One time he said you never really know a man until you stand in his shoes and walk around in them. Justine standing on the Radley porch was enough.” (Lee 279). Scout now sees the world the world through Boo Radley’s shoes, even though she might be taking it too literally, and find compassion for things that Boo Radley did long
It was Atticus’s reasoning, Calpurnia’s kindness, and the black community’s love that allowed the children to stand with them. The third reason that Atticus should not have defended Tom Robinson is because their Aunt, Uncle, and cousin show disgust. When Atticus and his family go visit some of their immediate relatives, the tension is evident. Scout's Aunt and Uncle don't agree with Atticus’s decision and their disgust is clearly shown. Their disgust even rubs off on their only child, Francis, who acts like an annoying fly that you can't swat away(simile), taunts Scout with cruel words.
Role models are the epitome of what one strives to be, learn from, or simply to be. In To Kill A Mockingbird, Harper Lee distinguishes Calpurnia, Miss Maudie, and Atticus as role models for Scout to help guide and portray her coming of age in order to further prove the overall themes of the novel such as coming of age and prejudice. Scout Finch’s knowledge of Maycomb County and the things surrounding her is minimal until she receives guidance from her family, friends, and neighbors. Also, along with these two main themes Scout’s character is changed because of her role models who assist her throughout the novel. The role models of Calpurnia, Miss Maudie, and Atticus teach her lessons on her education, racism, and respect.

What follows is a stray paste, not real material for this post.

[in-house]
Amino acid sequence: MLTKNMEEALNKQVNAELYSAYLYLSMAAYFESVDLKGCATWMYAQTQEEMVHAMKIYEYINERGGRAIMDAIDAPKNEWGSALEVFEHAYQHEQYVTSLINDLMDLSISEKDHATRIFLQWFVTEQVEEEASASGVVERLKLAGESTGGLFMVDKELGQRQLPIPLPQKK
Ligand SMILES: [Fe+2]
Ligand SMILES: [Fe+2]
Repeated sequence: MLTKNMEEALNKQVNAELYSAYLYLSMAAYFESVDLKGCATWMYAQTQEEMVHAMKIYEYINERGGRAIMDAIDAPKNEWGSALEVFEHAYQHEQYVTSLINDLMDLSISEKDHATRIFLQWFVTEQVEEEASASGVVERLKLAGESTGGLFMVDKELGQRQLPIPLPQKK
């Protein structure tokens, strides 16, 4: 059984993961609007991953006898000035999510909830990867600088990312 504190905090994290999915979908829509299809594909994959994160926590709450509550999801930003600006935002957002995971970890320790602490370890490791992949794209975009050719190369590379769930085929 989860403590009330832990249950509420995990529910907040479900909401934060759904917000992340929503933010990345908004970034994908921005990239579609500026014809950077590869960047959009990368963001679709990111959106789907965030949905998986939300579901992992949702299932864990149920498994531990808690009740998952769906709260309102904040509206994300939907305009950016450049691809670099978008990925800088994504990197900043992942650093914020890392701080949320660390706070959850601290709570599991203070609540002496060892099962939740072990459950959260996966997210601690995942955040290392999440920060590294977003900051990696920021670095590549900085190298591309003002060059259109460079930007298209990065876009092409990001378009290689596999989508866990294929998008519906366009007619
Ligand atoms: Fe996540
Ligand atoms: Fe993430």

Another time when Scout felt empathy was when her and Jem went to Mrs. Dubose’s house to read to her. “In the corner of the room was a brass bed, and in the bed was Mrs. Dubose. I wondered if Jems activities had put her there and for a moment I felt sorry for her.” The reason why Jem and Scout were at Mrs. Dubose’s house, was because Jem and Scout were walking by her house when Dubose started yelling at the kids saying that Atticus is not any better than the “niggers and trash he works for.” Jem lost his temper and takes Scouts baton he bought for her and snaps it in half. Jem destroys all of